[ssba]Price To Cash
Price To Cash Flow Distribution – Interactive Chart by Eric Bush, CFA, Gavekal Capital Blog
In the interactive table below we show price to cash flow values for every stock in the GKCI Developed World and Emerging Market Index (over 2700 stocks). You can you use the drop down menu on the right hand side to view the data sorted by individual country. The colors refer to which sector an individual stock falls into. Finally, if you hover over the distribution bars you can identify individual stocks and see its current price to cash flow ratio.
Overall, in the global stock market, 60% of stocks have a price to cash flow ratio above 10x cash flow and about 38% of stocks are currently trading above 20x cash flow. In the United States, roughly 24% of stocks are trading above 20x cash flow while about 31% of stocks are trading below 10x cash flow.
In the table below, we show median P/E, P/CF, P/S, and P/B value for every country in the developed and emerging markets. Also, if you hover over an individual country’s valuation bar, you can see the median year-to-date performance through November 5th. While we fully suggest that the reader click through to come to their own conclusions, here are few highlights:
On price to earnings basis, developed market Europe countries are congregating near on the expensive side. 11 out of the top 15 most expensive countries are in Europe
On a price to cash flow basis, Peru is major outlier at 30x but that’s due to the fact that there is only one stock in the GKCI Peru Index (Credicorp, a diversified bank). Greece is an outlier on the low end has the median price to cash flow valuation there is just 1.04x cash flow.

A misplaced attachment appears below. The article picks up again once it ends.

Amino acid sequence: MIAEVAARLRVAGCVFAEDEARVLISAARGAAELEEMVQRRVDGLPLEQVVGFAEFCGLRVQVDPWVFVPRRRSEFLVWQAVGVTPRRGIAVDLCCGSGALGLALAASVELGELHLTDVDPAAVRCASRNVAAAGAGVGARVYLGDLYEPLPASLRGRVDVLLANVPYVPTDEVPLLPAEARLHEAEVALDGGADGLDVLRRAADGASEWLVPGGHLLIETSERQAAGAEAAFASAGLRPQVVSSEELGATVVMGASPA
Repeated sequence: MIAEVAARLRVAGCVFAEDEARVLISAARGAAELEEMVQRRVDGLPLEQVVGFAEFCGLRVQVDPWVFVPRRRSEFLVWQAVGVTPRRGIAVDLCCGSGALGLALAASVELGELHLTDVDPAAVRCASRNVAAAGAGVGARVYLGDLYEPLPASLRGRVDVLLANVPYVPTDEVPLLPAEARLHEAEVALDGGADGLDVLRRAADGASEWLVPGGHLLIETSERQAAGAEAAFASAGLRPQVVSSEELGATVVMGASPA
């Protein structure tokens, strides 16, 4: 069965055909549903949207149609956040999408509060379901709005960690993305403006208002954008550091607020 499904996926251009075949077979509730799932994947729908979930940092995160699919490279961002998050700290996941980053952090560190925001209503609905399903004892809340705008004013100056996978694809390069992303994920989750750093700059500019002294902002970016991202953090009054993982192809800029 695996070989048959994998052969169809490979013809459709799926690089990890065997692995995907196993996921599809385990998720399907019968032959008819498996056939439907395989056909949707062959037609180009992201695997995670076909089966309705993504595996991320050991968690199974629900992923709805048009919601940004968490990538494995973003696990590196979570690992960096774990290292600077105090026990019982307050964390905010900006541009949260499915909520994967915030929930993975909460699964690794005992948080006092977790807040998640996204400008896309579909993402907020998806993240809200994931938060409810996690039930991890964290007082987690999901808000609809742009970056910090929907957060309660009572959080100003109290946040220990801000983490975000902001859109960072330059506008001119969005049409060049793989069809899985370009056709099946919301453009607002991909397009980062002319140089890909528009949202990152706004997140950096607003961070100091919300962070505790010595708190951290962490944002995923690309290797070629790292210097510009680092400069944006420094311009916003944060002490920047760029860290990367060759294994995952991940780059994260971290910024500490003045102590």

On a price to sales basis, only four countries currently have the a median ratio below 1x. 18 countries have a price to sales ratio above 2x.
On a price to book basis, only three countries are trading below 1x book. We again see developed market European equities looking like some of the most expensive stocks in the world based on this metric.
Looking At Mutual Fund and ETF YTD Returns (Interactive Charts) by Eric Bush, CFA, Gavekal Capital Blog
2015 has been a pretty trying year in the investment management industry. On the whole, both the median mutual fund and the median ETF have had negative performance through October. Of the 5395 mutual funds that we have performance for the median year-to-date performance is just -0.90% (average is -1.80%). The mutual fund space has at least performed better than the ETF space. Of the 1573 ETFs that we track the median performance is -3.1% (average is -6.0%).
In the interactive table below, we show the median performance of various mutual fund and ETF categories as categorized by Morningstar (note: the OE prefix in the mutual fund category titles simply means “open ended” mutual funds). We encourage our readers to filter through the various categories to see for themselves how different categories of mutual funds and ETFs have performed.
A few key highlights:
- While you won’t find many home runs, for investors that are looking for positive returns the municipal bond category has been the place to be invested. The median performance of ALL mutual funds and ETFs in this category are positive YTD. Of the 8 category groups (allocation, alternatives, commodities, international equity, municipal bond, sector equity, taxable bond, and US equity), only the municipal bond category can make this claim.
- The overall best performing mutual fund or ETF category has been the Trading-Inverse Commodity ETF category (median performance – 23.4%).
- The overall worst performing mutual fund or ETF category is also commodity related. The Trading-Leveraged Commodities ETF category has median performance of -40.1%.
- International equity has outperformed US equity, in both ETFs and mutual funds.
- International equity has also performed better than the sector equity category.
- US large growth category is the only positive category YTD for US equity mutual funds.
- Preferred stock has been by far the best performing taxable bond segment.